The Texas A&M Natural Resources Institute has added a series of new Private Land Stewardship experiences to its website.
These experience decks, which can be found here, have been developed to bring attention to plant and wildlife management and to support the institute’s efforts in private land stewardship and other areas.
“Our engagement team really did a wonderful job to launch this interactive series,” said Dr. Jim Cathey, NRI associate director. “The team’s goal was to reimagine existing materials and build decks within their program areas to offer important and useful resources in new ways.”
From animal anatomy to plant identification and land management practices, these are designed for the classroom and the field.
“And thanks to our technology team, we were also able to integrate a quiz component for each deck to allow for comprehension testing,” Cathey said. “That way it’s possible to evaluate the amount of knowledge gained through this online method of sharing experiences.”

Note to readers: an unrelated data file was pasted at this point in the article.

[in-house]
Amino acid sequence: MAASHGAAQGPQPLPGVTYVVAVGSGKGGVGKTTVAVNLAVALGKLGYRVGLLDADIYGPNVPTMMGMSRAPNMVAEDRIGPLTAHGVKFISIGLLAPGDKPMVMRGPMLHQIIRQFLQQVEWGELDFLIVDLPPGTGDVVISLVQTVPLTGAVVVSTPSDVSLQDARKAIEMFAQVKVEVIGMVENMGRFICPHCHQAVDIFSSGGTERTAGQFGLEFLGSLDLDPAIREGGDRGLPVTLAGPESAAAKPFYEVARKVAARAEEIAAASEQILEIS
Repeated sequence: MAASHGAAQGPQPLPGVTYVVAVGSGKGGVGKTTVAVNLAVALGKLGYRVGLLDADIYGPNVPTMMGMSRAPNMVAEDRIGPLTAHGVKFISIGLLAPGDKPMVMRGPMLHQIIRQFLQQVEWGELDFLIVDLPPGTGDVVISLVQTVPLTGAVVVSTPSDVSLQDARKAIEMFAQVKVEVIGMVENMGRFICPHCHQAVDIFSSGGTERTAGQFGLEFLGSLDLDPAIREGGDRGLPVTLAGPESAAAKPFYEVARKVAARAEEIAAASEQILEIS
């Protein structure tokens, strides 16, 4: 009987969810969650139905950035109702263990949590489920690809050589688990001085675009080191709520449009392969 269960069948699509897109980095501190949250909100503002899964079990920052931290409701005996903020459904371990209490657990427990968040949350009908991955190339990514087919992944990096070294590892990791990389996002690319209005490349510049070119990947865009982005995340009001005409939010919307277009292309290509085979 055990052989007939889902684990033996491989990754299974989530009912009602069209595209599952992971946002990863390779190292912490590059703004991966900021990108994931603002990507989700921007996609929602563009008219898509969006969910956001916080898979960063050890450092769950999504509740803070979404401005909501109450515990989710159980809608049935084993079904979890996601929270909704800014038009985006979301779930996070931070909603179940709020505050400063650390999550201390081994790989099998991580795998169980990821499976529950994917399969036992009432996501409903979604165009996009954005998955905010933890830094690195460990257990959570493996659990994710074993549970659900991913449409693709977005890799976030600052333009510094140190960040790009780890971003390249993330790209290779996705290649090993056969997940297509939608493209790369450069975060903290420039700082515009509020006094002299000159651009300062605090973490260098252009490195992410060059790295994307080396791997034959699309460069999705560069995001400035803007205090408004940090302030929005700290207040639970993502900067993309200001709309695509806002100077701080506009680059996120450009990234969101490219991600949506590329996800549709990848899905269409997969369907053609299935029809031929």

Decks on the website include:
Anatomy of a Quail — Teaches about the internal and external anatomy of a quail through an interactive tool.
About the Western Chicken Turtle — Describes the biological and conservation requirements for the western chicken turtle as well as its identification, habitat and feeding.
What Do Quail Eat? — Shows the insects, grasses and forbs quail consume, using an interactive tool to test user knowledge.
Using the Wild Pig Reporting Tool — Describes an easy-to-use reporting tool the institute has developed as a way for landowners to report sightings of wild pigs.
How to Find Natural Resource Professionals in Texas — Provides information on trusted organizations where natural resource conservation or management information can be found.
How To Construct Wildlife Ramps — Shows how to build a protective ramp so wildlife can take advantage of watering troughs and tanks typically used for livestock.
Plant of the Week — Describes Texas plants used by quail for their food and habitat.
“Over time, we will be adding land stewardship decks to the website,” Cathey said. “Our goal is to continue to actively seek methods to translate our findings into language and tools that lead to smart conservation for both private and public benefit.”